Exercising for (well, against) Arthritis

So you want to prevent or manage arthritis? Whatever you do, don't stop moving!  Here are just a few of the ways exercise helps your joints and bones:

  • Exercise moves the synovial fluid through your cartilage.  While not an "oil," synovial fluid is the "grease" of your joints and has been shown to slow the progression of osteoarthritis.  It also brings nutrients to your joints.
  • Exercise strengthens the tissues around your joints to help absorb impact.
  • It increases your range of motion.
  • Exercise improves your biomechanics (which means less stress on your joints).
  • Most exercise strengthens your bones.

While I know you want to exercise after reading that list, you are probably debating what type of exercise.  Swim?  Bike?  Walk?  Run?  Recent research actually supports all of the above, including running...with some qualifications.  According to a report in the Caspian Journal of Internal Medicine (2011;2 [2], 205-12), mild (1st qualification) knee osteoarthritis responded well to progressive (2nd qualification) higher-impact exercise.  Patellar cartilage thickness improved by 7% and leg strength improved.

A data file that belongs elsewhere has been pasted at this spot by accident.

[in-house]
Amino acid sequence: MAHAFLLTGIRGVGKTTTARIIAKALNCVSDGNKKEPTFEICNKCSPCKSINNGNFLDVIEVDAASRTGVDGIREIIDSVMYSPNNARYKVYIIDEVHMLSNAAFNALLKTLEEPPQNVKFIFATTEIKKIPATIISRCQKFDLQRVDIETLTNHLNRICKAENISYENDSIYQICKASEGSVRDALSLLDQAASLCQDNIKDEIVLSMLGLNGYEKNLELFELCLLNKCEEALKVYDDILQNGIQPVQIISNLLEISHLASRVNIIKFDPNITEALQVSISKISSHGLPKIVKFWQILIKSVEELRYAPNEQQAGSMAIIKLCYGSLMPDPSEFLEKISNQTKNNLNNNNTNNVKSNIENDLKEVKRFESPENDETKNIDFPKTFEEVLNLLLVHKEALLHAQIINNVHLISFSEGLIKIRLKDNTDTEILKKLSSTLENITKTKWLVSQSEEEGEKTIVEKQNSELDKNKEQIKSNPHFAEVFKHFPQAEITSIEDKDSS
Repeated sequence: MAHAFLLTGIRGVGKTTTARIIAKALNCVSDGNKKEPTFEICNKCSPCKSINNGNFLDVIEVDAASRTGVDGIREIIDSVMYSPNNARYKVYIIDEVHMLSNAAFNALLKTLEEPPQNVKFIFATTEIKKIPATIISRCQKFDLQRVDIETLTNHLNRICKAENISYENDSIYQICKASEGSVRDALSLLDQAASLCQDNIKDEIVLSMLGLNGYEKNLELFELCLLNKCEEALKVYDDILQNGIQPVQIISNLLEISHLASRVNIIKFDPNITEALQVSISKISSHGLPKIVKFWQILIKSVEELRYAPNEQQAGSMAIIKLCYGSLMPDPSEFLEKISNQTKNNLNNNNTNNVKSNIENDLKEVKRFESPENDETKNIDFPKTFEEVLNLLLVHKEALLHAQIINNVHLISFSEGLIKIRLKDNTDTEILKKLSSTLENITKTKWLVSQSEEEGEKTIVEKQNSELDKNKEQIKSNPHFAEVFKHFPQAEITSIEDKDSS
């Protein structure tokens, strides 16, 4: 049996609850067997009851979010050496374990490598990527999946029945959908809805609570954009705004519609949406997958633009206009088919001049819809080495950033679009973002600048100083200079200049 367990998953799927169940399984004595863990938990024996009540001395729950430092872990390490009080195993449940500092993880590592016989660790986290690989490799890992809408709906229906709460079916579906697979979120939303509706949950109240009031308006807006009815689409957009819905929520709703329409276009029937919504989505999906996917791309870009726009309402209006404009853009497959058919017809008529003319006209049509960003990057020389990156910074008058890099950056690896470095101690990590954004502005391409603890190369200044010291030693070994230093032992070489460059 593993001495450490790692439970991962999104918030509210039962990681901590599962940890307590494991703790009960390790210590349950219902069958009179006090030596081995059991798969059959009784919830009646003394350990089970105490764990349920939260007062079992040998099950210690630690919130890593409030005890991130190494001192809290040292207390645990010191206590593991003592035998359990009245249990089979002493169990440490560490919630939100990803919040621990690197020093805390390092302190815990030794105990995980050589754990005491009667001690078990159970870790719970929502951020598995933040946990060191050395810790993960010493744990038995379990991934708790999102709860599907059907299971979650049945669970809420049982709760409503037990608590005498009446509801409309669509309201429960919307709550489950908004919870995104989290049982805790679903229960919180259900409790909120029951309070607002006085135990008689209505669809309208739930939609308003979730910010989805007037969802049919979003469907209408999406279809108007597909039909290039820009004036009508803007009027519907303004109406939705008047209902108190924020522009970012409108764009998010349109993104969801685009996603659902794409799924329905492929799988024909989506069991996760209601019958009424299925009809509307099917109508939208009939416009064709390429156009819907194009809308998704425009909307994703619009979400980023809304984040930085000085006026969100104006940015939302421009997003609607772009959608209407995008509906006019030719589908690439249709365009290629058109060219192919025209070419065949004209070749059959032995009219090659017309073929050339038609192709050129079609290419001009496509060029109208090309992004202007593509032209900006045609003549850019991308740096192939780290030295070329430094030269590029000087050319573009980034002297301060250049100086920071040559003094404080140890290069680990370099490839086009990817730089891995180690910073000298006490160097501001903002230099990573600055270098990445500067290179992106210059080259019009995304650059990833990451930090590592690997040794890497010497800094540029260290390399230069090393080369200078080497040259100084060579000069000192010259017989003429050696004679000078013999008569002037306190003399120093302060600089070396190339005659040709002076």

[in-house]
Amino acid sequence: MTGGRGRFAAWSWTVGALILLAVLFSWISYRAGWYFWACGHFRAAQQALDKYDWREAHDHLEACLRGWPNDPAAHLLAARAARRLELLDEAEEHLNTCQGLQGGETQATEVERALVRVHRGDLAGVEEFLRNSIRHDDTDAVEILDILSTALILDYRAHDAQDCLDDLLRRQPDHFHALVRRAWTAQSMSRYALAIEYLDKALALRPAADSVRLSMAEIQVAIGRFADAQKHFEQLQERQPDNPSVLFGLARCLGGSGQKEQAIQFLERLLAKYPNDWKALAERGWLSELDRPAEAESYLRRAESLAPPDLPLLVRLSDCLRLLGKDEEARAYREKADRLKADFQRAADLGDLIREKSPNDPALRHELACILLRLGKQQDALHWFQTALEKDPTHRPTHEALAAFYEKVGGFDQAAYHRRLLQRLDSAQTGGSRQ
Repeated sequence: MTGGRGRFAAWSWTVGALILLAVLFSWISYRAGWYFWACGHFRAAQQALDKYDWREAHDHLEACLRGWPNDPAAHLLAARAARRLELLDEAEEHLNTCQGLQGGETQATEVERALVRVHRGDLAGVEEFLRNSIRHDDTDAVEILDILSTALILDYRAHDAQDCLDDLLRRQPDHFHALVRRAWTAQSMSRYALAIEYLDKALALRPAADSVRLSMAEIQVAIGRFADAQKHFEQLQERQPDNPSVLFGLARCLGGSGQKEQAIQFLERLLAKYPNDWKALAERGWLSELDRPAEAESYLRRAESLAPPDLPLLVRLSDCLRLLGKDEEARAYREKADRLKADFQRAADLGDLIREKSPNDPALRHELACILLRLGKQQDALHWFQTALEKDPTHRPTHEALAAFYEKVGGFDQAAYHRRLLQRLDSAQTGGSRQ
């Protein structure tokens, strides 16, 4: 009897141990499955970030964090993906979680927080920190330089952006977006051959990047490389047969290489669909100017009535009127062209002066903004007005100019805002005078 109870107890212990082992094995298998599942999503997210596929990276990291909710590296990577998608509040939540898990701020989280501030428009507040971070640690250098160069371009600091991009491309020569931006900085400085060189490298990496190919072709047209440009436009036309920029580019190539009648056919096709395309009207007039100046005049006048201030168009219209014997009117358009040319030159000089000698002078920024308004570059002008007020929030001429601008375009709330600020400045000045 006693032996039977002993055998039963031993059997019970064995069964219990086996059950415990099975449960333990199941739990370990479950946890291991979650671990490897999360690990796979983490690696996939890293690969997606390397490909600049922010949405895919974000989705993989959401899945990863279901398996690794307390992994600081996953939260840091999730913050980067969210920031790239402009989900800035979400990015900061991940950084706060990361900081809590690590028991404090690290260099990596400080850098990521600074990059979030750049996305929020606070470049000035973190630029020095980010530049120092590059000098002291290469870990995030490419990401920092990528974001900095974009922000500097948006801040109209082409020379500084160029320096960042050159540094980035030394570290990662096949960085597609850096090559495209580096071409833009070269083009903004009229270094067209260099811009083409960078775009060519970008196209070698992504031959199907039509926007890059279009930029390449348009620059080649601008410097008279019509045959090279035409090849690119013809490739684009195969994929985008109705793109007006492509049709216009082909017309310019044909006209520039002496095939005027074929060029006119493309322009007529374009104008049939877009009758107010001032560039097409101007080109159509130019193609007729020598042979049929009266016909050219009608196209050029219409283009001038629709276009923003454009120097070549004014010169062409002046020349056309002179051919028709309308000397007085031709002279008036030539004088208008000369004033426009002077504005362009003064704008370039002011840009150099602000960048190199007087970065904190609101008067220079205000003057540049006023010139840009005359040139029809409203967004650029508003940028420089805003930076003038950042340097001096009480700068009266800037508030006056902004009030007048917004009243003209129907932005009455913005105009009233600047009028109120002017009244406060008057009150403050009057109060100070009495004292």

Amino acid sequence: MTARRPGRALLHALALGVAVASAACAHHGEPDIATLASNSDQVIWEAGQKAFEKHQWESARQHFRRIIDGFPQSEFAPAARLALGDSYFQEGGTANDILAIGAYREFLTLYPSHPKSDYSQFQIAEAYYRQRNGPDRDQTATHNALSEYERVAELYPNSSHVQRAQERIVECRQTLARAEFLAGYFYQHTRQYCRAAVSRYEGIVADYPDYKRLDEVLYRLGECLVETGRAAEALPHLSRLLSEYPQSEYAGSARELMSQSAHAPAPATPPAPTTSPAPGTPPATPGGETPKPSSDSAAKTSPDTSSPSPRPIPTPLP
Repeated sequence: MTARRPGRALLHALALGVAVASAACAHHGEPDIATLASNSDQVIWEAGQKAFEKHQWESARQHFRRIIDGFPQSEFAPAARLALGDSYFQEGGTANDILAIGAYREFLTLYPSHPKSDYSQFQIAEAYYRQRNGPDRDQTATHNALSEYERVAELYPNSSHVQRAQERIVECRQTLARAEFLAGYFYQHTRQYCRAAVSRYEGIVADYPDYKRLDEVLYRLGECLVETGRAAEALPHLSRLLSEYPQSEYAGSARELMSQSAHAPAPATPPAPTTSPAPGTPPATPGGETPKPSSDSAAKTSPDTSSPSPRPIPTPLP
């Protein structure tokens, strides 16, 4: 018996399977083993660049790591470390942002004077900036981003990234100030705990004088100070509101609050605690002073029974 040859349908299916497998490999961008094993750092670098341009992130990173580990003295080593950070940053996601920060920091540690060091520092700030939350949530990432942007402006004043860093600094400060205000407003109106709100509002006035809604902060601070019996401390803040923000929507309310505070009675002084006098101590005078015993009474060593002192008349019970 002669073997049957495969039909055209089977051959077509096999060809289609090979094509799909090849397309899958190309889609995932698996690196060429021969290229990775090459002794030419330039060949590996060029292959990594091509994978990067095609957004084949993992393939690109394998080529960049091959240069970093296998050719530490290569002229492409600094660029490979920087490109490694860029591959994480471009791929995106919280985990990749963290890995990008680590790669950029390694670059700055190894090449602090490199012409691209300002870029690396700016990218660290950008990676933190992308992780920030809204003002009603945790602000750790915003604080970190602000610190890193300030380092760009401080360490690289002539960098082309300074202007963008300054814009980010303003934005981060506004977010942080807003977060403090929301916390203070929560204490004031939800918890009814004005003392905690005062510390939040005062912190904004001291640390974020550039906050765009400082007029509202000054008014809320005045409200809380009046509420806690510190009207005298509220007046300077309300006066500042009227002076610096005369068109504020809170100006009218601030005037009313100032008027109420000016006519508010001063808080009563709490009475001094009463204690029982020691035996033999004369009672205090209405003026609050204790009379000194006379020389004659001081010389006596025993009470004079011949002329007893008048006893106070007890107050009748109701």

So, keep moving...and talk with your Health Care Provider or Certified Personal Trainer about an exercise program that is right for your specific situation.

(For more information, read "The Arthritis Cure - Revised Edition" by Jason Theodosakis, MD, MS, MPH, FACPM and Sheila Buff.  The list of arthritis-specific exercise benefits is based on this book.  The research article can be found in the Caspian Journal of Internal Medicine.)


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